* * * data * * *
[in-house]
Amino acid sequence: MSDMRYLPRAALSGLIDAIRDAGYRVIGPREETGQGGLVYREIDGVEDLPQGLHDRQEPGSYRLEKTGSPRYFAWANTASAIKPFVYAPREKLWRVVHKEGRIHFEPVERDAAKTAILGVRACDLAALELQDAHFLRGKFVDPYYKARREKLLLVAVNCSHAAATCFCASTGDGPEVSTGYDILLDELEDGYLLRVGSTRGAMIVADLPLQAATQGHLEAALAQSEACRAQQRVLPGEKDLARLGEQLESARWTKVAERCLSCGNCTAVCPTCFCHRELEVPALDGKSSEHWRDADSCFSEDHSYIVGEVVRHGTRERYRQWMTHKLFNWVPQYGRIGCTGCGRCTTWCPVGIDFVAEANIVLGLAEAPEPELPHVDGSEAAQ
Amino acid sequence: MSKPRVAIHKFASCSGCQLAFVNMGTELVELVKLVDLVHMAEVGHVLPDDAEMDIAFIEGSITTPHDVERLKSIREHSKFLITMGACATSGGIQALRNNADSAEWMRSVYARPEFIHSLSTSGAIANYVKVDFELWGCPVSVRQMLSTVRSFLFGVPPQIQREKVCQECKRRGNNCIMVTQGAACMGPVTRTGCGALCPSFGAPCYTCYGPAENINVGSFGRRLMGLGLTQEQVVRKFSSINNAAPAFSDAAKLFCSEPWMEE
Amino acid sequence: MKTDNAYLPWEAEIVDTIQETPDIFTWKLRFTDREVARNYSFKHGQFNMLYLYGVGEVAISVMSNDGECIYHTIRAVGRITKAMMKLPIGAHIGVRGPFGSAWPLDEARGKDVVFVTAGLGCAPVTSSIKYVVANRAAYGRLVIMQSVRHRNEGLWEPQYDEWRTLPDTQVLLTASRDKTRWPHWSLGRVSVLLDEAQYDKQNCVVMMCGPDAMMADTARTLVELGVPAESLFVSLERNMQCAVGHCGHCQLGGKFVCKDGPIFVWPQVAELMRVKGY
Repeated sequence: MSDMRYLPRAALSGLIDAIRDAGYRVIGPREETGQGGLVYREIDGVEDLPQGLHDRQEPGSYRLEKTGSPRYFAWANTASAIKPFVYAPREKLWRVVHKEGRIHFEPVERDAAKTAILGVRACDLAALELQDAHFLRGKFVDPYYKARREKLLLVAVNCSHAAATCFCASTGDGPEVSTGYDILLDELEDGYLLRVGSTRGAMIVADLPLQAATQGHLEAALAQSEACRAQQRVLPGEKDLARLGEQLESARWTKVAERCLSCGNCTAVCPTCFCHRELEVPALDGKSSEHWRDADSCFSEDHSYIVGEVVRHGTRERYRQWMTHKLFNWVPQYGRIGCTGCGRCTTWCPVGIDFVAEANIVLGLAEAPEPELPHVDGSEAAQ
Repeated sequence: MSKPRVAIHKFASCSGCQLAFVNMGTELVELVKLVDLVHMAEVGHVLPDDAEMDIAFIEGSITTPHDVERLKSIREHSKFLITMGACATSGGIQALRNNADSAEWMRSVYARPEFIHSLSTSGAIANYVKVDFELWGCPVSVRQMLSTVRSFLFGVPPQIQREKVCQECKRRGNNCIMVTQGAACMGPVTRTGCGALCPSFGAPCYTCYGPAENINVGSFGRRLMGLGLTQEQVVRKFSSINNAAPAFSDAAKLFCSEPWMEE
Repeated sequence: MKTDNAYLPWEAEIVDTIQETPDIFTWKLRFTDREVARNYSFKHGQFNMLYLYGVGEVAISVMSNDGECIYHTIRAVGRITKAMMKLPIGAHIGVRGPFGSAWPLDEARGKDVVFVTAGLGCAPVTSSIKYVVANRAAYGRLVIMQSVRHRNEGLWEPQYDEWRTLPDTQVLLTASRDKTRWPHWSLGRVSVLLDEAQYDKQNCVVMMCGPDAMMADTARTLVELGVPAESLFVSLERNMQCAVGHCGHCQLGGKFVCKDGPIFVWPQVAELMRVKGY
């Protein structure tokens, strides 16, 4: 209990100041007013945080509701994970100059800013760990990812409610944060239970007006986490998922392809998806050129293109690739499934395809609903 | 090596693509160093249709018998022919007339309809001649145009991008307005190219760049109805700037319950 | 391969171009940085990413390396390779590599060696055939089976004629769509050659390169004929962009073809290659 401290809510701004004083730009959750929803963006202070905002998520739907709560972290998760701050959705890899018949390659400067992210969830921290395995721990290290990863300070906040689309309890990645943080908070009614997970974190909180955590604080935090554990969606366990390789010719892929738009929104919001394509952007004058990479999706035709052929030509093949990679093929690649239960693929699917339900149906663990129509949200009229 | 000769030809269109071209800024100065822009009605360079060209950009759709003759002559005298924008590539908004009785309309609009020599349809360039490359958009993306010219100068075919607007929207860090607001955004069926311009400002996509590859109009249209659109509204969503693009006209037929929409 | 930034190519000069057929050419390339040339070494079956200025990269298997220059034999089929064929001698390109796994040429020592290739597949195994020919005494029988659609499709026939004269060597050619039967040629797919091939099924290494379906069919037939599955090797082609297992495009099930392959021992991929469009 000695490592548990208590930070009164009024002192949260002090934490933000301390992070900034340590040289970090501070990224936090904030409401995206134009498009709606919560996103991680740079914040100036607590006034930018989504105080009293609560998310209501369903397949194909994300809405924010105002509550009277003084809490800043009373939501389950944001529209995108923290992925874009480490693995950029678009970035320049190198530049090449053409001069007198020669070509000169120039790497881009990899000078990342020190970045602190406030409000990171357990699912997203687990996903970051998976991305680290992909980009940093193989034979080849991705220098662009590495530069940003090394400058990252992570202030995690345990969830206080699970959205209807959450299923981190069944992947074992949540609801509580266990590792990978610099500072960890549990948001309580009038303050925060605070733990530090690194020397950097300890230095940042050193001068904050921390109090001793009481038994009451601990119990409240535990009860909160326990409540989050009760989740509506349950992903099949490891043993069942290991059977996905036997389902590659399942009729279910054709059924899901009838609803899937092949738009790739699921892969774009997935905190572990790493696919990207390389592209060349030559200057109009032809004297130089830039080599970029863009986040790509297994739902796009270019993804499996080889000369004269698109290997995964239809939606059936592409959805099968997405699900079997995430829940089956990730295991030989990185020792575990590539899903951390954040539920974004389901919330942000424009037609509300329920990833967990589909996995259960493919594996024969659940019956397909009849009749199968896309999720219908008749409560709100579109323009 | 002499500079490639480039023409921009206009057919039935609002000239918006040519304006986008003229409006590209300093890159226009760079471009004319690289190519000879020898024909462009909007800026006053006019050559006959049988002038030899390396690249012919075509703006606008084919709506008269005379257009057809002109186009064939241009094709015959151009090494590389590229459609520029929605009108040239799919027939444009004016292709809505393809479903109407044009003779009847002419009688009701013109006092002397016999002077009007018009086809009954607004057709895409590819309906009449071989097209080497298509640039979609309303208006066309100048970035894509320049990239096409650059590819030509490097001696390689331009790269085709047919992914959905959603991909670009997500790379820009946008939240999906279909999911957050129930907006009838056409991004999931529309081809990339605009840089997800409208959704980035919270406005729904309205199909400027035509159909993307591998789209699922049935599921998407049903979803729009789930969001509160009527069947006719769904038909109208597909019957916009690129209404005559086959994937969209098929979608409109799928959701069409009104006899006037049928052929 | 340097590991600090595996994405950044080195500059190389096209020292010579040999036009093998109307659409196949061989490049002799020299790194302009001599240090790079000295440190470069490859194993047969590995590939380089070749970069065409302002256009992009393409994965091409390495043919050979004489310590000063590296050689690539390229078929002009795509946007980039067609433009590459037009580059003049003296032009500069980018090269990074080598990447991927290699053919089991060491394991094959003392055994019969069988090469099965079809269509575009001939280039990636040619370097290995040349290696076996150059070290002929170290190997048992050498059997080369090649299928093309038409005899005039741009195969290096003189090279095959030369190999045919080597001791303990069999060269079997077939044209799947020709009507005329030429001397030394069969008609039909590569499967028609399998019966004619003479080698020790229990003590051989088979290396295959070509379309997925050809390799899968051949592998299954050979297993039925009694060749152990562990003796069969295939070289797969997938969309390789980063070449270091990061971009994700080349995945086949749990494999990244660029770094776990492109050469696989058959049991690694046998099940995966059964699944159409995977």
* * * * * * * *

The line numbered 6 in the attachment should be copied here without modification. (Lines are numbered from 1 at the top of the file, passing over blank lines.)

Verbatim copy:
Repeated sequence: MSKPRVAIHKFASCSGCQLAFVNMGTELVELVKLVDLVHMAEVGHVLPDDAEMDIAFIEGSITTPHDVERLKSIREHSKFLITMGACATSGGIQALRNNADSAEWMRSVYARPEFIHSLSTSGAIANYVKVDFELWGCPVSVRQMLSTVRSFLFGVPPQIQREKVCQECKRRGNNCIMVTQGAACMGPVTRTGCGALCPSFGAPCYTCYGPAENINVGSFGRRLMGLGLTQEQVVRKFSSINNAAPAFSDAAKLFCSEPWMEE